Open source vs Privacy

On December 18, 2019, the tech world was treated to a somewhat unprecedented announcement of cooperation among giant tech rivals who are usually trying to undercut and outdo one another. Amazon, Apple, and Google have all joined hands to sing Kumbaya with them Zigbee Alliance to develop a uniform standard for the internet of things. The new standard will build device communication standards on top of internet protocol and is called “Home over IP.” Development is slated to take an open-source approach and one of the goals is to open the ecosystem to more participants.

This is an impressive move but maybe it shouldn’t be too surprising when we consider that there is now more clamor than ever for big tech to be punished for anti-competitive market behavior. This move can be used to show that, at least with regard to IoT (internet of things), big tech is fostering and promoting competition, instead of stifling it.

Although the news release makes vague reference to “security” as a fundamental requirement of the project, the word privacy is not mentioned once. Let’s remember that this is the technology that literally controls who can enter and exit your home. The risk associated with hacking is much more immediate and easily understood by the consumer when compared to the micro-targeting that Google, Facebook, and Amazon have foisted on us.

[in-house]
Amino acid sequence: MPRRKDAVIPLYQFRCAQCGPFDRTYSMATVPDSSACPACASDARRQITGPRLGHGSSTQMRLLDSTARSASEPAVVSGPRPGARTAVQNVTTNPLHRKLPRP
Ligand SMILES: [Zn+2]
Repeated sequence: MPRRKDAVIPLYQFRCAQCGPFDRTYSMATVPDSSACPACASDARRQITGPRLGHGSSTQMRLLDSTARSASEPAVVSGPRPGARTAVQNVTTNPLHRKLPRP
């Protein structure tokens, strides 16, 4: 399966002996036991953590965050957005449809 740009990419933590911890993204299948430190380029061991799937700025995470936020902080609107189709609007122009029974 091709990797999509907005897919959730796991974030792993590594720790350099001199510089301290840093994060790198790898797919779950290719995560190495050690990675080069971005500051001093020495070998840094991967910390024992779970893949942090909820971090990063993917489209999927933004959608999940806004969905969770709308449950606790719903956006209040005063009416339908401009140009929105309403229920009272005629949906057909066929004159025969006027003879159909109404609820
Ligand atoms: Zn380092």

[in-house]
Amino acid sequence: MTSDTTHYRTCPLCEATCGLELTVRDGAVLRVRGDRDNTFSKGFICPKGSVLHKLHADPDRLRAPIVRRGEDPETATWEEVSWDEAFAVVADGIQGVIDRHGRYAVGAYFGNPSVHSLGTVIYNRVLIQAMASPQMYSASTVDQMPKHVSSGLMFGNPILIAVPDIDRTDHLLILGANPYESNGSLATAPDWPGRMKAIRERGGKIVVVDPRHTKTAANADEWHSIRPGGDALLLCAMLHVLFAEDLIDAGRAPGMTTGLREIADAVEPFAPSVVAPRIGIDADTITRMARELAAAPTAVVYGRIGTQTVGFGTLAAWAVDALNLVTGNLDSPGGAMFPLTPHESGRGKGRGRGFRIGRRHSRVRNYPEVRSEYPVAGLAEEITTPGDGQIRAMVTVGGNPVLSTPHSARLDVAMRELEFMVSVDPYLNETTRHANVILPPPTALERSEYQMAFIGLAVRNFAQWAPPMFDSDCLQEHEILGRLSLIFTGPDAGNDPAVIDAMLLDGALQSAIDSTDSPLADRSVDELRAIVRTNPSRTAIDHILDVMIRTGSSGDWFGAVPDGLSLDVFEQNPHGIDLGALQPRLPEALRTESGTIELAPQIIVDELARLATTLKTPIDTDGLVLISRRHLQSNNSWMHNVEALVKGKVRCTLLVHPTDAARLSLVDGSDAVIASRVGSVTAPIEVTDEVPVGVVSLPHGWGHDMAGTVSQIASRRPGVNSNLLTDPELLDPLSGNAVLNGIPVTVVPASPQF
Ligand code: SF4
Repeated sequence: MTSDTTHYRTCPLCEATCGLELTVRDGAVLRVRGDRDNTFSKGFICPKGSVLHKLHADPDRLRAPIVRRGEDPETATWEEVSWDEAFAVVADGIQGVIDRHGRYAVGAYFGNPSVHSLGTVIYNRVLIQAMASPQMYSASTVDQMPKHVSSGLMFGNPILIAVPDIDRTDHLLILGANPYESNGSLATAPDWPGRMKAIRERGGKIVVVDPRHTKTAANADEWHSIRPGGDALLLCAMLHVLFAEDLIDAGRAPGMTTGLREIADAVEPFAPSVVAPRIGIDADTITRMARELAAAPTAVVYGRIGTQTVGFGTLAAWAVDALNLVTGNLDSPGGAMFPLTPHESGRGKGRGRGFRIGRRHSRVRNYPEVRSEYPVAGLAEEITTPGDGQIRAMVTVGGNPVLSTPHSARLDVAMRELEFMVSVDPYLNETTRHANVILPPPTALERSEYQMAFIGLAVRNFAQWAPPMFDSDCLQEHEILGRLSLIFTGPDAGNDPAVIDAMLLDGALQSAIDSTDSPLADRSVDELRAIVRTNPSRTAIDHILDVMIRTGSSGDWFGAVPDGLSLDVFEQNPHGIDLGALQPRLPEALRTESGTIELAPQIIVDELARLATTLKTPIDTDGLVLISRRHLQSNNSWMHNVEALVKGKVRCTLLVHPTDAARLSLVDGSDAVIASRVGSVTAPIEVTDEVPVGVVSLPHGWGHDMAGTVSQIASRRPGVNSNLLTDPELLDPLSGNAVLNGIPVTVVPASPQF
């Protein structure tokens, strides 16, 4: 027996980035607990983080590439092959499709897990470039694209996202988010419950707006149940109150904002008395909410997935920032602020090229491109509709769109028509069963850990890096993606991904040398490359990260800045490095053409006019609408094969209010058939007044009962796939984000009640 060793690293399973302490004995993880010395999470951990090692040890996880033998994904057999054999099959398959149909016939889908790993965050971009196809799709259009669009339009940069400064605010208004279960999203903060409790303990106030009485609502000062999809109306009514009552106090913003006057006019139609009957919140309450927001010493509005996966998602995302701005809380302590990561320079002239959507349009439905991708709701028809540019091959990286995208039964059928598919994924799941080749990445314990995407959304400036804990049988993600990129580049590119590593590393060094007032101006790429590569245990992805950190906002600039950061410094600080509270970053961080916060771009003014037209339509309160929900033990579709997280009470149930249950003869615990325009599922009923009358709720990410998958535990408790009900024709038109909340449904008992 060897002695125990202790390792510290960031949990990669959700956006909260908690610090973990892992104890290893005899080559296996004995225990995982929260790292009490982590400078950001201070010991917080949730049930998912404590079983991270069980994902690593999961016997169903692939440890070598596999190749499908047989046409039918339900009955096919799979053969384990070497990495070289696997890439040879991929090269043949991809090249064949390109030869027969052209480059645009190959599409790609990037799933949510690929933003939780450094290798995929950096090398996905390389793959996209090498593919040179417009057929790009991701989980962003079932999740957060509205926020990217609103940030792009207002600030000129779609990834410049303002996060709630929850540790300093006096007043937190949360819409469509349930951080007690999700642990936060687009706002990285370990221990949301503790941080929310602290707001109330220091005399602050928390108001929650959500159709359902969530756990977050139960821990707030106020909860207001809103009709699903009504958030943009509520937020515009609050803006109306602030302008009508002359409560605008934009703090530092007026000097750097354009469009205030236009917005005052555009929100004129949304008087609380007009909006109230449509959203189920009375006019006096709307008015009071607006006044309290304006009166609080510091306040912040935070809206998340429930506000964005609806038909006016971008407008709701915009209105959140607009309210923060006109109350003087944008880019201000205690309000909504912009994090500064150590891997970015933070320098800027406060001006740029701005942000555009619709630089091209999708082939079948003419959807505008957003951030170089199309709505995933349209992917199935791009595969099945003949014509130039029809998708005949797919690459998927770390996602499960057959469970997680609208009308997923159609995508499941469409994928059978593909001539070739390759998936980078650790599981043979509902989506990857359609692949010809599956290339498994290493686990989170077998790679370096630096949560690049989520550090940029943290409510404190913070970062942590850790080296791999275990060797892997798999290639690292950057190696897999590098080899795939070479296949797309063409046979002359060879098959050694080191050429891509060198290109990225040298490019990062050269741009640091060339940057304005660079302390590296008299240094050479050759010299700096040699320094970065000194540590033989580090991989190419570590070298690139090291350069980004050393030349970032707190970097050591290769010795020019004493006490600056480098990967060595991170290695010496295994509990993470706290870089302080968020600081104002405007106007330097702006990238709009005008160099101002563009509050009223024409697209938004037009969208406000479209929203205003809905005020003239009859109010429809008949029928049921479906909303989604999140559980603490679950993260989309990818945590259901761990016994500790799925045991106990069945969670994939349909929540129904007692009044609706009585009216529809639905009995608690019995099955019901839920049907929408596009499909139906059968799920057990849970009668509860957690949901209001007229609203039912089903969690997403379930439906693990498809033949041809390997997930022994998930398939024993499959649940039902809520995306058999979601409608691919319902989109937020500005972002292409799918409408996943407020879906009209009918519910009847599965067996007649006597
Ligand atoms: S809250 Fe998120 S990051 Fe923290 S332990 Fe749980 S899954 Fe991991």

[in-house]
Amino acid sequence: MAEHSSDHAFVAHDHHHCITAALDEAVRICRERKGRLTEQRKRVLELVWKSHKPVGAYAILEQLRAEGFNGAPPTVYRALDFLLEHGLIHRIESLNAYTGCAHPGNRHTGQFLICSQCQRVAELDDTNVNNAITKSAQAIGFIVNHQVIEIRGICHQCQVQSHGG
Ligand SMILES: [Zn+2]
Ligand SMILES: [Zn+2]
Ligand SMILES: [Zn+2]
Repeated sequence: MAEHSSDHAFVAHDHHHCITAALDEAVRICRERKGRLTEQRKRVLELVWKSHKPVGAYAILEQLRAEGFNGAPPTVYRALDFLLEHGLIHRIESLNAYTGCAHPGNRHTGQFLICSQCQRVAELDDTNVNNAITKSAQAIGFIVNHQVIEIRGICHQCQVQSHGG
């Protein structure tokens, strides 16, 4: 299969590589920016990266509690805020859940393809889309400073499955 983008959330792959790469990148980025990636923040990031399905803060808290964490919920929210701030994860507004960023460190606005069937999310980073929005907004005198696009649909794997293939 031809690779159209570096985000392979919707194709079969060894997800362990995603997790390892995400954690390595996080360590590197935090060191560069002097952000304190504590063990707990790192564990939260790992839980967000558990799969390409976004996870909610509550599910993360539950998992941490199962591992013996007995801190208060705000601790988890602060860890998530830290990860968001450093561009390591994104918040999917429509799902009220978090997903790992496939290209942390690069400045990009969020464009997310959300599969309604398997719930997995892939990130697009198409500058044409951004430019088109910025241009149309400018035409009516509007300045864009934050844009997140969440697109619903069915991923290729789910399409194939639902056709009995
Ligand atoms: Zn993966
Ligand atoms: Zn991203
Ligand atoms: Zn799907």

This is the downside of open source building. When the instructions sheet is freely downloadable from GitHub, the hypothetical adversary has a bit of a headstart in figuring out what’s necessary to break in. The upside is that development gets an injection of energy that has now been proven to accelerate growth.

The answer seems to be a balance where open-source building continues, but with express acknowledgment of its security limitations and challenges. When we look at current vulnerabilities in IoT projects, the numbers are worrying. The 2018 Synopsis OSSRA (Open Source Security and Risk Analysis) found that 77% of IoT projects have source elements. These projects had an average of 677 vulnerabilities per application.

GDPR and California’s new privacy law will help somewhat. These laws provide significant disincentives for having unsecured projects in the form of steep fines. IoT building, even with open-source elements, will have to get better, but it will take time. We have yet to see what an EU enforcement action looks like under GDPR.

This brings us back to the tension between uniform vs. proprietary standards. Like the open-source building, uniform standards will lower the barriers to entry when it comes to IoT startups. At the same time, It also vastly reduces the difficulty an adversary must surmount in order to initiate a successful attack.

Hopefully, this combined effort by Google, Apple, and Amazon will lead to a uniform standard that doesn’t sacrifice security and privacy. Or maybe it’s just window dressing and we shouldn’t hold our breath.